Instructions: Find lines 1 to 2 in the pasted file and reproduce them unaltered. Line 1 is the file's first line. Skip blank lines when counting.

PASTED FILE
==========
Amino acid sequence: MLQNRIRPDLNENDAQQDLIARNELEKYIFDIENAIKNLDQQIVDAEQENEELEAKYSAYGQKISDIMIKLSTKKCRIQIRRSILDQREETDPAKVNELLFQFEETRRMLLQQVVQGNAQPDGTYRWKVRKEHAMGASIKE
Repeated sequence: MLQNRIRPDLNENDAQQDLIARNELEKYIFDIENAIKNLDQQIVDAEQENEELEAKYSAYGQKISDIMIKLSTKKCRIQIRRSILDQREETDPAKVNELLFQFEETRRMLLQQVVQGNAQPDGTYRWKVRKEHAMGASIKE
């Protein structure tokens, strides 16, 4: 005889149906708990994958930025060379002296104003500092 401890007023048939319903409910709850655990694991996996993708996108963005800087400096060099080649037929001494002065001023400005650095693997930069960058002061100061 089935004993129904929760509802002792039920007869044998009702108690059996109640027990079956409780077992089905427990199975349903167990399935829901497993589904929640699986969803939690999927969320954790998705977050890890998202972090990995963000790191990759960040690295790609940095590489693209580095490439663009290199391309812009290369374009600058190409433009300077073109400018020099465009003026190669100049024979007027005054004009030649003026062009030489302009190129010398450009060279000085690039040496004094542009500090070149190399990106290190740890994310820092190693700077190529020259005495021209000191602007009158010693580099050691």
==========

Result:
Amino acid sequence: MLQNRIRPDLNENDAQQDLIARNELEKYIFDIENAIKNLDQQIVDAEQENEELEAKYSAYGQKISDIMIKLSTKKCRIQIRRSILDQREETDPAKVNELLFQFEETRRMLLQQVVQGNAQPDGTYRWKVRKEHAMGASIKE
Repeated sequence: MLQNRIRPDLNENDAQQDLIARNELEKYIFDIENAIKNLDQQIVDAEQENEELEAKYSAYGQKISDIMIKLSTKKCRIQIRRSILDQREETDPAKVNELLFQFEETRRMLLQQVVQGNAQPDGTYRWKVRKEHAMGASIKE